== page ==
Our Life, Your Entertainment: In The Future, All Of Gen-Y Will Be Famous For 15 Seconds

by Christian M. Choi

These days, it seems like every person believes he or she can become famous — just one viral video, Instagram photo series or a blog post away from being a global superstar. And in a way, it’s true. Island Def Jam’s new artist Madison Beer was just another 14-year-old girl on YouTube before Justin Bieber stumbled upon her cover and tweeted it. The same thing happened to Bieber himself.

So, it should come as no surprise that any person with half a decent voice, face or writing skills urges the world to click a few buttons, as some amount of retweets or Facebook likes hold the power to change one’s life.

However, this possibility of becoming famous has had some unfortunate consequences. The world has become saturated with entertainers, or more specifically, people who think they can and should be entertainers regardless of whether or not they possess the necessary talent. In fact, there are so many people who claim to be “the next big thing” that it’s tough to know what “the next big thing” even is.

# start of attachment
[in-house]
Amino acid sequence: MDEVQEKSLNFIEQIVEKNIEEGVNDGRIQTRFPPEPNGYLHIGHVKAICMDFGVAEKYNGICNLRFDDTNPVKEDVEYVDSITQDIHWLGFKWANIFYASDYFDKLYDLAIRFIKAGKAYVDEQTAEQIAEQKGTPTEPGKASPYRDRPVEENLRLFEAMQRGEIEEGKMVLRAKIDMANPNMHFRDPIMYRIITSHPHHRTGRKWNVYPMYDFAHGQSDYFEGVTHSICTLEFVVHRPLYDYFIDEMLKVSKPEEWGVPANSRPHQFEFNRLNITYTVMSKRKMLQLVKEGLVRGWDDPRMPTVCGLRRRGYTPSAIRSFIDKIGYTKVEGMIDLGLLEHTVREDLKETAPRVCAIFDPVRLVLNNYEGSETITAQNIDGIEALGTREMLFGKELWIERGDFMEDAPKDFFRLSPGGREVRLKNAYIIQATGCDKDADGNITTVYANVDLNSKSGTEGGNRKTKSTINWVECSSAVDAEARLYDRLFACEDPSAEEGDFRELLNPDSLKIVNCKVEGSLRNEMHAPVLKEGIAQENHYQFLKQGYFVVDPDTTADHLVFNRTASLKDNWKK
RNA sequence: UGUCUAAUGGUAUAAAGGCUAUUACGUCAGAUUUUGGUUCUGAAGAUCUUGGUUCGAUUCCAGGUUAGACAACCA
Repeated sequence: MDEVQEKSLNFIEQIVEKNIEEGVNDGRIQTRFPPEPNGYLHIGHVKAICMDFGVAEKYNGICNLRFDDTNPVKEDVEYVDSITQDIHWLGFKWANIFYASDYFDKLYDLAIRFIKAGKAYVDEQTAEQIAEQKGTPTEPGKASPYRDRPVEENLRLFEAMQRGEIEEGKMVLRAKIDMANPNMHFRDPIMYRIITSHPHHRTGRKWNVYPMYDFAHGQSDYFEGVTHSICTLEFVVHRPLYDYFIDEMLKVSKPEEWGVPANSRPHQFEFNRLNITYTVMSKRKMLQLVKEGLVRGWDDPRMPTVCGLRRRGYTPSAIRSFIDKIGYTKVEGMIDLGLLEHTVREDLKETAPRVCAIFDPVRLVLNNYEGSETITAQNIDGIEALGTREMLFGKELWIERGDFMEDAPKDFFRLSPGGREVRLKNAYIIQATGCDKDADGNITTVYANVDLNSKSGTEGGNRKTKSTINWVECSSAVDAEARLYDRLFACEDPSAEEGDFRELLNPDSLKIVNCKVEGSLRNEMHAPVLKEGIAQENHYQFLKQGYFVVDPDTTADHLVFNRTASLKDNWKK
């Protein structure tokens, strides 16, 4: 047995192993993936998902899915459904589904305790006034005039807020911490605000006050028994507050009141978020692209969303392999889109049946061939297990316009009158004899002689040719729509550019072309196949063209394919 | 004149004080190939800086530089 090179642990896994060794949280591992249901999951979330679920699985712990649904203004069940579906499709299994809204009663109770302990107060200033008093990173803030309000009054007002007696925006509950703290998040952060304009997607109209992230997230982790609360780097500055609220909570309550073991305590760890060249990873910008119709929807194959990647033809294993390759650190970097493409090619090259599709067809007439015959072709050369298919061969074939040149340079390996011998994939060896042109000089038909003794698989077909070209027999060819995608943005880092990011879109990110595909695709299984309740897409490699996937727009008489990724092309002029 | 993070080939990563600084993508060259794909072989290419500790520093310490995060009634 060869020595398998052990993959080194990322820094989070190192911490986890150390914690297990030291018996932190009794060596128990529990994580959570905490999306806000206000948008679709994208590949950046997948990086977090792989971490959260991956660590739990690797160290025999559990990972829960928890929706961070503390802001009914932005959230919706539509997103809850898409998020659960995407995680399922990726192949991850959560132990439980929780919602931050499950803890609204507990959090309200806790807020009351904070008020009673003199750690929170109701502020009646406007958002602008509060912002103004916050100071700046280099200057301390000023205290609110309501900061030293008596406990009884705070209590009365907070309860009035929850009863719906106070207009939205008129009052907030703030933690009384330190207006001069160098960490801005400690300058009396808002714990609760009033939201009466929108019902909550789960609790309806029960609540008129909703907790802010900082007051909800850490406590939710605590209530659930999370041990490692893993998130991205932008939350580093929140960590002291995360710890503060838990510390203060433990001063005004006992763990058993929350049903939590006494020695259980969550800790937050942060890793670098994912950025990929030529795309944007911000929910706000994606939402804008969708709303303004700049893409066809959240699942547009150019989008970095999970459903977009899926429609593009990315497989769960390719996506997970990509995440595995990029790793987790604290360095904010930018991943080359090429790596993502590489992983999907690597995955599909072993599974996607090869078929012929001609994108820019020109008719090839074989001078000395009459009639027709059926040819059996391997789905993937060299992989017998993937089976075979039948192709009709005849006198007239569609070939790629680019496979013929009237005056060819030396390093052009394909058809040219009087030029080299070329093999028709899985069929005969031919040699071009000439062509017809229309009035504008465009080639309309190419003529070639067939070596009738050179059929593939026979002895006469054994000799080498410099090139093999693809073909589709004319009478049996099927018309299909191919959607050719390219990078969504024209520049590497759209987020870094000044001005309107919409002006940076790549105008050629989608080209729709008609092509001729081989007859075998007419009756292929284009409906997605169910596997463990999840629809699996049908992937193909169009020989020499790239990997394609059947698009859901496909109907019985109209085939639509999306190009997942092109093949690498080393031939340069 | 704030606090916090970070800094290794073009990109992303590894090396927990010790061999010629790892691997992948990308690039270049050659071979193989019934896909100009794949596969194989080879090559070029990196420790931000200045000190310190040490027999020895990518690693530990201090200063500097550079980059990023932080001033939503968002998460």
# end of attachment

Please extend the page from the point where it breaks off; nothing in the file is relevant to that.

Are you going to follow Brunette Blogger A, who Instagrams the world while reviewing all of its delicacies, or do you prefer Blonde Blogger B, who seems to do the same thing, but with an Android instead of an iPhone? It was once easy to differentiate quality by the number of views or likes a given social media personality possesses, but when every popular song has hundreds of covers with millions of views (not to mention that one can purchase likes and followers), it’s next to impossible to separate bad from good and good from great.

This situation, along with our ever-dwindling attention spans, has led society to create and value things with low substance, such as a meme here or a Vine there. Andy Warhol said, “In the future, everyone will be world-famous for 15 minutes,” but now, it’s more like 15 seconds.

In the midst of all this, we've forgotten that the best way to become and to remain famous is to do something worthy of fame. Marilyn Monroe’s been gone for half a century, but the world will never forget her name. Furthermore, if you make or do something legitimately great, you won’t even have to ask anyone to share or like it – they’ll do it naturally. Jeff Bezos, Amazon’s founder, gave this advice in an interview with Charlie Rose:

“Put the vast majority of your energy, attention and dollars into building a great product or service and put a smaller amount into shouting about it, marketing it. Because I know if I build a great product or service, my customers will tell each other. You have to mix in some patience with that, you’re going to have to take a long-term attitude, but if you do that...”

Illustration credit done by Aerettberg, click here to check more cool illustrations.